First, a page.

"Outside the Traditional Workforce"

Do you employ a cleaner in your home? A nanny, or caretaker? Have you worked, or do you currently work, in home care? This fall, our Acting for Economic Justice Committee takes on the issue of domestic workers’ rights and the fight for a Domestic Workers’ Bill of Rights in Massachusetts.

According to the National Domestic Workers Alliance (NDWA), “Domestic workers have been viewed as outside of the traditional workforce, largely because most domestic workers are women, often immigrants, doing the work historically done by housewives and servants.... As a result of the lack of state and federal regulation, domestic workers are often taken advantage of by their employers and are in dire need of protection.”

California, New York and Hawaii have all passed the Domestic Workers’ Bill of Rights, and it’s our turn here in MA to join the fight!

Here’s a description of the benefits of the Bill of Rights from the NDWA:

  • For Workers: Establishes labor standards that protect domestic workers’ basic workplace rights, including meal and rest breaks, clarity on what constitutes working time, sick time to care for themselves and their families, and freedom from discrimination and sexual harassment.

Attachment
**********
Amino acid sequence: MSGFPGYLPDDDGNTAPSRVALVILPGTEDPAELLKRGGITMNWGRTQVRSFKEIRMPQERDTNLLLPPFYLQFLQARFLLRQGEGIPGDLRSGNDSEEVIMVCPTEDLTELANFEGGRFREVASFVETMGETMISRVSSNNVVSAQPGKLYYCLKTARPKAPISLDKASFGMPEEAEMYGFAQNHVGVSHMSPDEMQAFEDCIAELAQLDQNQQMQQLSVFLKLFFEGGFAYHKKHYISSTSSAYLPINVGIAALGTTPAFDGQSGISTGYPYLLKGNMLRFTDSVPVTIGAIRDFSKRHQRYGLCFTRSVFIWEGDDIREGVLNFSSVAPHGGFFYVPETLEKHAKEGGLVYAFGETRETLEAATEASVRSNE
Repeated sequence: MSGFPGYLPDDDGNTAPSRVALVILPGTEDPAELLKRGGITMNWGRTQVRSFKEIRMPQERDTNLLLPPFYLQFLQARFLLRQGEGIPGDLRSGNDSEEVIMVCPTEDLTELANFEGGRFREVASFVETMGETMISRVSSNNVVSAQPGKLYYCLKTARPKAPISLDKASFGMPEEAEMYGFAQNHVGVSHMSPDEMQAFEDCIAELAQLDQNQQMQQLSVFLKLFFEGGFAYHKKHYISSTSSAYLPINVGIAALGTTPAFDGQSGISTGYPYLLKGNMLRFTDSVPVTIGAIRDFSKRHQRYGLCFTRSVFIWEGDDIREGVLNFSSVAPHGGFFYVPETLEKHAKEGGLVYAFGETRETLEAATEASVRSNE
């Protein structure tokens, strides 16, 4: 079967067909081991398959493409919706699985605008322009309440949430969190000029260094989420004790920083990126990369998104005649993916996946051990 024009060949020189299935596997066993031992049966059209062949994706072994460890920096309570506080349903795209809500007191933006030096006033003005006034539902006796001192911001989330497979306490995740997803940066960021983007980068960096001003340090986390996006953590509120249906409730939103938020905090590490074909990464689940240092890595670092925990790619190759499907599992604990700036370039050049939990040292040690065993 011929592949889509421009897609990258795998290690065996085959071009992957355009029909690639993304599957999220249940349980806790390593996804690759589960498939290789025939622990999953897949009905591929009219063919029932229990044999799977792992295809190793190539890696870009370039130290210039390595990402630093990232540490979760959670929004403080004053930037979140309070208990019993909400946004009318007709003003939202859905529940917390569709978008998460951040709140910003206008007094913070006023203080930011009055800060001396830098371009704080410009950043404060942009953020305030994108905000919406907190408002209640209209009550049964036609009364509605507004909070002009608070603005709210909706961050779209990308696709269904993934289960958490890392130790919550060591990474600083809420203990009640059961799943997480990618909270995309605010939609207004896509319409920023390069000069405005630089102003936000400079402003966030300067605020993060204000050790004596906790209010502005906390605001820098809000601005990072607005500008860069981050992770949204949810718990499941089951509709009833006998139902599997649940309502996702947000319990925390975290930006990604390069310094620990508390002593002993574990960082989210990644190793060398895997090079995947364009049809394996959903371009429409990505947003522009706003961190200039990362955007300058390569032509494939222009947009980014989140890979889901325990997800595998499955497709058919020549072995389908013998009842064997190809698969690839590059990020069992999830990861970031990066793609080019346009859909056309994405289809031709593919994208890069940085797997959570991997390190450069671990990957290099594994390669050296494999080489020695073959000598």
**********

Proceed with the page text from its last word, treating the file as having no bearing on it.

• For Employers: Ensures that employers receive the highest quality of care for their families and homes by affording domestic workers dignity and respect. Reduces turnover by providing greater stability for workers, and improves the health and safety of employers and their families by protecting domestic workers’ health.
  • For the Commonwealth: Provides domestic workers with safe and dignified work environments and employers with clear guidelines on their responsibilities that will bring domestic workers out of the shadows. Protecting domestic workers also protects the safety of our communities, ensures the health and well-being of the families of domestic workers, and strengthens the state economy by freeing up more individuals to participate in the paid workforce.

Want to get involved? Join the Acting for Economic Justice Committee at 7pm on October 17 to hear stories from domestic workers and explore what responsibility we have as a community to this issue.